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A CurtainUp Berkshire Review
The Hubbard Street Dancers Break the Fourth Wall In a treatise "On Dramatic Poetry" the French playwright and critic Denis Diderot (1713-84) advised actors in the interest of greater realism to "Imagine a wall across the front of the stage dividing them from the audience, and then act as if the curtain had not risen." The convention of crumbling this imaginary barrier for a more natural interaction between actors and audiences has been gaining momentum in the theater. Now the fourth wall has tumbled in the dance world.
The popular Chicago Hubbard Street company (the troupe takes its name from its original address just north of the Loop in downtown Chicago) has crumbled that imaginary wall by having the company walk off stage, down the aisles of the Jacob's Pillow Ted Shawn Theatre, and double its stage presence by enticing twenty adventurous audience members to become part of Israeli choreographer Ohad Naharin's marvelously manic, musically varied (cha-cha, mambo, techno and traditional Israeli) "Minus 16. ". Fat, thin and in between, young and young in heart, they catch the spirit of Naharin's and the company's joyous spirit. These wall crumbling devices can be risky but the Hubbard dancers' exuberance caught fire at Jacob's Pillow and brought a well-earned standing ovation for the amateurs as well as the pros.
Savvy Jacob's Pillow audiences recognized the talent of the Hubbard Street group before they became a "hot ticket." They are sure to want to see more of Mr. Naharin's work, which marks his debut at the Pillow. In addition to the rousing audience participation climax, "Minus 16" also adopted a touch from the visual art scene -- beginning the piece during the intermission with Joseph Pantaleon doing an animated version of those robot-like inanimate live "installations" that began in SoHo and have since been borrowed as attention-getting boutique window display events). Clad in a tuxedo and hat (a trademark Hubbard Street costume) Pantaleon seems to hypnotize intermission chatters back to their seats with his jerkily mesmerizing movements.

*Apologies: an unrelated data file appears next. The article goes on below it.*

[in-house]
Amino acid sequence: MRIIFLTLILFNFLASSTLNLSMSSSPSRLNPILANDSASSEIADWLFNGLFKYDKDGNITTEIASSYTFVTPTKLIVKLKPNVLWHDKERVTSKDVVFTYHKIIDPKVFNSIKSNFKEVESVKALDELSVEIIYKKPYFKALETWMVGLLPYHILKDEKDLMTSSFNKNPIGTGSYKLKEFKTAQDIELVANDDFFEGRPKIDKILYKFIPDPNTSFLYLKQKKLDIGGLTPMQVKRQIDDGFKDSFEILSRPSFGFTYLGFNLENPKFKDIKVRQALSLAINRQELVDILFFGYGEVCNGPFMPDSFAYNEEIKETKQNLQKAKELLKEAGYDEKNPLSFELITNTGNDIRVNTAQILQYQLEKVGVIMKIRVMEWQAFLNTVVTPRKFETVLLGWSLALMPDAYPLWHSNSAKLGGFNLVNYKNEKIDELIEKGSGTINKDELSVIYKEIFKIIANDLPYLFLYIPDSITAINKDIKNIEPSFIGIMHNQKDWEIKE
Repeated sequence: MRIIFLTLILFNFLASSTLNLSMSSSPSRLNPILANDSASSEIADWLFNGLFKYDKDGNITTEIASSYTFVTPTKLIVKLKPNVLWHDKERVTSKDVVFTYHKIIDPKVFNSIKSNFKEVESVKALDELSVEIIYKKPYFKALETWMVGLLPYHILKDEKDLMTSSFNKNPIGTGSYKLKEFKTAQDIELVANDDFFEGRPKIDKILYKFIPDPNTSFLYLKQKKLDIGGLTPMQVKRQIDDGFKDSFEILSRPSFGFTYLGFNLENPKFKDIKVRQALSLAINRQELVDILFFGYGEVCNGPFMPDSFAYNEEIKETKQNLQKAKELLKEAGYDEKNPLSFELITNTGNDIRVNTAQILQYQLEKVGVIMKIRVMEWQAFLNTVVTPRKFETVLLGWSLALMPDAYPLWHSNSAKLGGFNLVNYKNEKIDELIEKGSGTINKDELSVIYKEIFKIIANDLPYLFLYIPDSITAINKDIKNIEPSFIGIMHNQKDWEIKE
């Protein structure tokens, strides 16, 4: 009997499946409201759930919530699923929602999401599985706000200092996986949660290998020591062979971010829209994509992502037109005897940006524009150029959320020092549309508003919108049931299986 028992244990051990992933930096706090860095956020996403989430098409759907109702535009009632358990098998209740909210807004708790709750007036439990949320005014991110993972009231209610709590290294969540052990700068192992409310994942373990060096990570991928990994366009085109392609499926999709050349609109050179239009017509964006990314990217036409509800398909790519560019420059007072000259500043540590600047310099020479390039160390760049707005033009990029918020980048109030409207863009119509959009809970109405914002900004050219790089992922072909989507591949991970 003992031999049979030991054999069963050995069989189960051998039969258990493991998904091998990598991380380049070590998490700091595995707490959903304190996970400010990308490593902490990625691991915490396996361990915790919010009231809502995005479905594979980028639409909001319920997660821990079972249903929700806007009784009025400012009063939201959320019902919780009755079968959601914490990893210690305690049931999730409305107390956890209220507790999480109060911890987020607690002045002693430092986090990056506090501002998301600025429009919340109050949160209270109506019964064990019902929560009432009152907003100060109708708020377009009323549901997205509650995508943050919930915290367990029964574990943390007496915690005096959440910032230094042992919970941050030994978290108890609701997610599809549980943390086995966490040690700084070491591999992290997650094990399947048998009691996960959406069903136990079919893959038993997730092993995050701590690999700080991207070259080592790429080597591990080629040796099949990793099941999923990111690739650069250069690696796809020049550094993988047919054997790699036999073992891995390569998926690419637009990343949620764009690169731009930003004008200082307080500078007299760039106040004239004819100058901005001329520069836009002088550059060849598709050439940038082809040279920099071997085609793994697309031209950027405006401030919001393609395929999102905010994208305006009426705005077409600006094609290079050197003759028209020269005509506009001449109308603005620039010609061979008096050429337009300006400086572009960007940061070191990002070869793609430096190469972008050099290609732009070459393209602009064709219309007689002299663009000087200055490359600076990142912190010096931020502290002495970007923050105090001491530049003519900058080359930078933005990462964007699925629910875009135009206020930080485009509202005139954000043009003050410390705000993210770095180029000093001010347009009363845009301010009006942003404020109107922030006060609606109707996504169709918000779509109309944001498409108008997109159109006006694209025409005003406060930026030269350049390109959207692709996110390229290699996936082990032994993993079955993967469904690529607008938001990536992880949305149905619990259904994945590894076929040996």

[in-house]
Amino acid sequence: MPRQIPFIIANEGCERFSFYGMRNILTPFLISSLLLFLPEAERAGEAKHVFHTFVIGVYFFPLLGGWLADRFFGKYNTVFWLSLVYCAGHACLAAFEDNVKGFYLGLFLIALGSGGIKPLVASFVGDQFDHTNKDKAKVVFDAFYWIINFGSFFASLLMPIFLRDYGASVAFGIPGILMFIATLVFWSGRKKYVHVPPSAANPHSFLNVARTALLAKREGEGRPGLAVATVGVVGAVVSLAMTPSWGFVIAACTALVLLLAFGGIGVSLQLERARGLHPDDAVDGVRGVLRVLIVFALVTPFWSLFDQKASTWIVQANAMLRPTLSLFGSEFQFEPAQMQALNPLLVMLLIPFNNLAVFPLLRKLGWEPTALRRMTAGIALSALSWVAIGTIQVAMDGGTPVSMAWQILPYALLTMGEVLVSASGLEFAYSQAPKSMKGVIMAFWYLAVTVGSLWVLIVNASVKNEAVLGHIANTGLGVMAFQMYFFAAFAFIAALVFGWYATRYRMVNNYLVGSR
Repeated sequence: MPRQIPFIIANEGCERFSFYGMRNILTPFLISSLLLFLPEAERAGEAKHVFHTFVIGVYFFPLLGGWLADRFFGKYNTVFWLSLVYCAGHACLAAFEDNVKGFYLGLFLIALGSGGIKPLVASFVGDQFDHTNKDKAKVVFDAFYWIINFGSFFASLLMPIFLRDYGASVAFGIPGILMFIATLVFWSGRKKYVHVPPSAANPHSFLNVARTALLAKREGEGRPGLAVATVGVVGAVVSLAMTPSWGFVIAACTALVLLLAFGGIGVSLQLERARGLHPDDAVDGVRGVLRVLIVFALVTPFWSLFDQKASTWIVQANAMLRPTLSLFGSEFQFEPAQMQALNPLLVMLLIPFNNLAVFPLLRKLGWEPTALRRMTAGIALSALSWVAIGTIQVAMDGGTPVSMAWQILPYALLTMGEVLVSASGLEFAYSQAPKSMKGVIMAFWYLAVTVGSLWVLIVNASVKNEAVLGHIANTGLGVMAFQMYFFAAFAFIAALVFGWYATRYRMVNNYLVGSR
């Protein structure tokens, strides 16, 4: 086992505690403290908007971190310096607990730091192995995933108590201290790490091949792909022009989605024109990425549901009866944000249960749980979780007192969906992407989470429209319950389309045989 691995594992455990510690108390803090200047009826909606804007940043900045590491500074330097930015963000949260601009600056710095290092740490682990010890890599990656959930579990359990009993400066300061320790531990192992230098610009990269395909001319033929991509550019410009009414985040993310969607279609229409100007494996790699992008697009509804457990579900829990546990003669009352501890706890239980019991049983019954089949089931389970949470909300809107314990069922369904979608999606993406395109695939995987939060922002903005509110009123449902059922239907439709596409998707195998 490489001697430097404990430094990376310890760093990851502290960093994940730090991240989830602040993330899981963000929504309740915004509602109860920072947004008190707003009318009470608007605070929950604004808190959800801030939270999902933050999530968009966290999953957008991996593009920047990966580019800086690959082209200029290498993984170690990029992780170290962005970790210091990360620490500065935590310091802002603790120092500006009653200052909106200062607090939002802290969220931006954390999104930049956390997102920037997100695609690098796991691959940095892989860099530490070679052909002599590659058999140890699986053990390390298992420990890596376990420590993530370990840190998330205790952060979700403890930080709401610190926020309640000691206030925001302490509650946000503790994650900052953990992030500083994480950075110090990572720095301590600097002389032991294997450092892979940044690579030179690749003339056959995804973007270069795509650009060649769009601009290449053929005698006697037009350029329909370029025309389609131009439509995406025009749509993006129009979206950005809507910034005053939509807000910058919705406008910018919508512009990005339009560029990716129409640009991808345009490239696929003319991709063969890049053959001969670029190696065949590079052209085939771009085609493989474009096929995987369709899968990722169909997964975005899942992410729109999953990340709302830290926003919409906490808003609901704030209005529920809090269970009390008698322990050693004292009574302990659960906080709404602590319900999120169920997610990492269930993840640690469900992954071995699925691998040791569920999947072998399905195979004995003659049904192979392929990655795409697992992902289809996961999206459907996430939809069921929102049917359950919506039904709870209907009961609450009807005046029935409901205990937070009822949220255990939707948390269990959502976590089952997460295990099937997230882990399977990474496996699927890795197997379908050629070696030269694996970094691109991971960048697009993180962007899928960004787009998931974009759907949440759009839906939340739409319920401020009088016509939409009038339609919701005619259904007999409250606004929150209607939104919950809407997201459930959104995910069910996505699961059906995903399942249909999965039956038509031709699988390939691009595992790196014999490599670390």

In another highly theatrical Naharin piece, "Passomezzo", earlier in the program, Kendra Moore and Mario Alberto Zambrano (alternating with Cheryl Mann and James Meek -- Robyn Mineko Williams and Gregory Sample) interpret the variety of relationships at their rawest and most tender to "Greensleeves" and other ballads.
Under the company's new artistic director, Jim Vincent, the evening's relationship theme is explored with all the pace and theatrical panache that has contributed to their success: In choreographer Jiri Kylián's "Petite Mort", six couples dance an ode to love and the many ways it can die, the theme given visual emphasis with the clever use of cleverly use of fencing foils and bouffant black ball gowns which are actually cage-like constructions. The piece most strongly infused with the tradition of musical theater (also seen earlier in the season in Seven Deadly Sins), is "Group Therapy" choreographed by Harrison McEldowney in which four duets and a solo are sandwiched between a prologue and an epilogue for eight dancers who explore different aspects of trying to make a relationship work.
When the Pillow's artistic director, Gail Calver, ends her usual curtain talk for this final presentation of the season with "Let's Dance" it proves to be more than just a perky phrase -- at least for the twenty viewers given an opportunity to toss their inhibitions to the wind and take her literally.
6,500 Comparative Phrases including 800 Shakespearean Metaphors by CurtainUp's editor.
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